Utilize este identificador para referenciar este registo: http://hdl.handle.net/10400.4/2175
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dc.contributor.authorBajouco, M-
dc.contributor.authorMota, D-
dc.contributor.authorCoroa, M-
dc.contributor.authorCaldeira, S-
dc.contributor.authorSantos, V-
dc.contributor.authorMadeira, N-
dc.date.accessioned2018-11-08T17:06:48Z-
dc.date.available2018-11-08T17:06:48Z-
dc.date.issued2017-
dc.identifier.citationInt J Clin Neurosci Mental Health. 2017; 4(Suppl. 3):S03.pt_PT
dc.identifier.urihttp://hdl.handle.net/10400.4/2175-
dc.description.abstractSchizophrenia is a severe mental disorder and one of the leading causes of disease burden worldwide. It represents a source of significant suffering and disability to the affected individuals, and is associated with substantial societal and economical costs. The diagnosis of schizophrenia still depends exclusively on the detection of symptoms that are also present in other mental disorders. This situation causes overlapping of the boundaries of the diagnostic categories and constitutes a source of diagnostic errors. Moreover, current treatment algorithms do not take into account the substantial interindividual variability in response to antipsychotic drugs. As a result, around one-third of patients are treatment-resistant to first line antipsychotic drugs. This deleterious consequence is associated with poor individual outcomes and elevated healthcare costs. Neuroimaging research in schizophrenia has shed some light in a vast array of structural and functional connectivity abnormalities and neurochemical (dopamine and glutamate) imbalances, which may constitute ‘organic surrogates’ of this disorder. However, the neuroimaging field, so far, has not been able to identify biomarkers that could facilitate early detection and allow individualised treatment management. This paper reviews neuroimaging studies from different modalities that may provide relevant biomarkers for schizophrenia. We discuss how the current application of novel Machine Learning methods to the analyses of imaging data is allowing the translation of such findings into potential biomarkers enabling the prediction of clinical outcomes at the individual level, towards the development of innovative and personalised treatment strategies.pt_PT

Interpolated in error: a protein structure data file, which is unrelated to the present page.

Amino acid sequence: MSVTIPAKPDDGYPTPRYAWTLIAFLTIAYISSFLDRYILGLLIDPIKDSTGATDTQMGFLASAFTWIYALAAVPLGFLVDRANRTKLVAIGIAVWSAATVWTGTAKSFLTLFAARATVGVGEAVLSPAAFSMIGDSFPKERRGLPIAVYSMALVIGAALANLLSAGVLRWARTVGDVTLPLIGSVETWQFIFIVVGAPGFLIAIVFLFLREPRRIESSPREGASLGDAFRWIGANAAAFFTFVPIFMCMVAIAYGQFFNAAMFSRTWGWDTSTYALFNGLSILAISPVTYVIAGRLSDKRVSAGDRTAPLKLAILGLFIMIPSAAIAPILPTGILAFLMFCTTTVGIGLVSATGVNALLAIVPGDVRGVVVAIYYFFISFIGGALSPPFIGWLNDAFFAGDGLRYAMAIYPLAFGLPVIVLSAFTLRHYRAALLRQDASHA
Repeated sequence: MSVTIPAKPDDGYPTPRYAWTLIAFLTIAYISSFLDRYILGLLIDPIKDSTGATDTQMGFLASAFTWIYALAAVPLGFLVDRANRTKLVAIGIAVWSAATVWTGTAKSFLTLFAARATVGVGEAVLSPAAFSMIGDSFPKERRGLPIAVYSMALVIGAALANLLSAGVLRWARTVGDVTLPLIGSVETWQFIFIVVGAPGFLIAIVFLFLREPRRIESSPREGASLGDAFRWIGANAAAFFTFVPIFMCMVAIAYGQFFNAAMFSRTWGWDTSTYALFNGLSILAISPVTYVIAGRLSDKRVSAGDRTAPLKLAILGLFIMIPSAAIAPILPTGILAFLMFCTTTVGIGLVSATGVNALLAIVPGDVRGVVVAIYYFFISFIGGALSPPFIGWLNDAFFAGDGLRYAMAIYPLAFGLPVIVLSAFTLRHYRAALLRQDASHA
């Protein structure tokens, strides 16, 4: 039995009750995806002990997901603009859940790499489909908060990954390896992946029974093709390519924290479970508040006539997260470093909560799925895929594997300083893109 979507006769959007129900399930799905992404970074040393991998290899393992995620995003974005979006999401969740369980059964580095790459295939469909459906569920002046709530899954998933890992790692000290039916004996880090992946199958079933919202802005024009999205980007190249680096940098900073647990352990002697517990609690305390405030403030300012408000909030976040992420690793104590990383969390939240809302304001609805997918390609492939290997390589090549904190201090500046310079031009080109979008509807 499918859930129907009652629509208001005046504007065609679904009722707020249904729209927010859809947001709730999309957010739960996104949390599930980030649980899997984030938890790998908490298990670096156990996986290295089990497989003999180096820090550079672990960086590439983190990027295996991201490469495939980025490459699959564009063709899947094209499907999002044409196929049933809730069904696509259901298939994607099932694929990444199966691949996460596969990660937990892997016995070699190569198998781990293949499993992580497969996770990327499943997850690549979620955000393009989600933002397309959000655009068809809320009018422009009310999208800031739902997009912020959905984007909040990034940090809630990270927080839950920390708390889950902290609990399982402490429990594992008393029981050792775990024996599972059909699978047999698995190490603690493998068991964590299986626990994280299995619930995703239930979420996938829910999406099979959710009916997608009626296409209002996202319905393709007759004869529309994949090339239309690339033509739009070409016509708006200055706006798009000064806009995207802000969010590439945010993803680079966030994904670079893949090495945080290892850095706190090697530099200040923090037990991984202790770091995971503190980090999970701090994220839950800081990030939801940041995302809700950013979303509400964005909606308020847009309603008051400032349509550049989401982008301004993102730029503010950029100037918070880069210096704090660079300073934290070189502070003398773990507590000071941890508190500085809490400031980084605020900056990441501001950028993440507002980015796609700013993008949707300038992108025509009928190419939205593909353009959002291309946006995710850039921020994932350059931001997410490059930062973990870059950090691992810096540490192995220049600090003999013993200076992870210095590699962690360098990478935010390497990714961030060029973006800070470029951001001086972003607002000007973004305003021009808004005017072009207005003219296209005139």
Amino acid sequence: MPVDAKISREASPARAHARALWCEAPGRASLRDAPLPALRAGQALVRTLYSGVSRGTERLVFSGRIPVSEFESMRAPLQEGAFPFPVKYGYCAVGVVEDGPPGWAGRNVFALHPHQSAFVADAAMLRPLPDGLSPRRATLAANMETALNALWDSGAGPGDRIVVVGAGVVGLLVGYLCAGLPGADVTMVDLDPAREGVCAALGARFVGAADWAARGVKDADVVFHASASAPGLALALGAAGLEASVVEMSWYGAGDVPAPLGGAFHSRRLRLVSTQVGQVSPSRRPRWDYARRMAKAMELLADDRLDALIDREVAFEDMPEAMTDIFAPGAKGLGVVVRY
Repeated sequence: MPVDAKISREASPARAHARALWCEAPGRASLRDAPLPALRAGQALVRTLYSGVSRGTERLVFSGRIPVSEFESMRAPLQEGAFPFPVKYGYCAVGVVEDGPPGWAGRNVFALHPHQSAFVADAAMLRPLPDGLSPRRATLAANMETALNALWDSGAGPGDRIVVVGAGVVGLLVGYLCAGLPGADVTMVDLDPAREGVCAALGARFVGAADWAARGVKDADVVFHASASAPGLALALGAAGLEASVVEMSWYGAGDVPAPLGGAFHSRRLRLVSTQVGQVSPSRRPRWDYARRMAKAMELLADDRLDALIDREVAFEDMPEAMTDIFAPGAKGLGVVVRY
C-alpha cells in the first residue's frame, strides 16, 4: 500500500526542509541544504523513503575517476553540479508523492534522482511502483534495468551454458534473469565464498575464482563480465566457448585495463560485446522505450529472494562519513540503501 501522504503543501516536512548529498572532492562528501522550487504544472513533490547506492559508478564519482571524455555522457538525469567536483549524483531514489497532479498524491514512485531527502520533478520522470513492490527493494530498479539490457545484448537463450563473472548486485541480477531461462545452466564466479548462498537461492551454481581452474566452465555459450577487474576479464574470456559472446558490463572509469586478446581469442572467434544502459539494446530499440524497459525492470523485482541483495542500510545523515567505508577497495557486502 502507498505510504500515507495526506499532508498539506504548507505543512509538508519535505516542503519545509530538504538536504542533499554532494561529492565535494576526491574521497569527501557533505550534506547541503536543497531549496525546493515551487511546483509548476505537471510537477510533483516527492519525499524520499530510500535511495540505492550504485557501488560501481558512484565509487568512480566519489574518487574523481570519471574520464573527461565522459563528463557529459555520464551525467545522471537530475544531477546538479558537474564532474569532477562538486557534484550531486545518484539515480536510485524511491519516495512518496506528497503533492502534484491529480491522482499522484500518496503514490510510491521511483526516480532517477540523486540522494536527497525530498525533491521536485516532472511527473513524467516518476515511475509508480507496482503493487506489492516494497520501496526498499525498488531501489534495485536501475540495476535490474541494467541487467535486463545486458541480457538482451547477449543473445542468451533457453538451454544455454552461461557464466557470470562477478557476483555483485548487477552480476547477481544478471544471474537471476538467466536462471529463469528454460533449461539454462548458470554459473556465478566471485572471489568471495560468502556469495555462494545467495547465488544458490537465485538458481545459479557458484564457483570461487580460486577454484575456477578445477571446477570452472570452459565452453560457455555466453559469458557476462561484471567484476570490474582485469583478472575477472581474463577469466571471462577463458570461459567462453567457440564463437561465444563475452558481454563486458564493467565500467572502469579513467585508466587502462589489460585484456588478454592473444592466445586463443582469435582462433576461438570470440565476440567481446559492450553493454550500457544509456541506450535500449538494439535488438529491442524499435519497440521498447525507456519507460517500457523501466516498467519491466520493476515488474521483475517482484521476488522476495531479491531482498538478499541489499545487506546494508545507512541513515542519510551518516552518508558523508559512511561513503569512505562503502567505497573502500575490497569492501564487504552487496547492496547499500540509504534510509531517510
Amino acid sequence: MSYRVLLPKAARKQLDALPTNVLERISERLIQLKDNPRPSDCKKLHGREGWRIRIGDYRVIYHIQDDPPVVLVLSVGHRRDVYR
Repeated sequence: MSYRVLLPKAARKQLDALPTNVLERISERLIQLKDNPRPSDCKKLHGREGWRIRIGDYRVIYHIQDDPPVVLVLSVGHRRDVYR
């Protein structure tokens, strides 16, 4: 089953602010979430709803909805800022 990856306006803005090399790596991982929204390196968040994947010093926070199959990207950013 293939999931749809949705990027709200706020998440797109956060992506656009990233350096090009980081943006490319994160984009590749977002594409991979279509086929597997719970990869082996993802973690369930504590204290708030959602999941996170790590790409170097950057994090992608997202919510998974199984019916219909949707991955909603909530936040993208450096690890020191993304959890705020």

dc.language.isoengpt_PT
dc.rightsopenAccesspt_PT
dc.subjectBiomarcadorespt_PT
dc.subjectEsquizofreniapt_PT
dc.titleThe quest for biomarkers in schizophrenia: from neuroimaging to machine learning.pt_PT
dc.typearticlept_PT
dc.description.versioninfo:eu-repo/semantics/publishedVersionpt_PT
dc.peerreviewedyespt_PT
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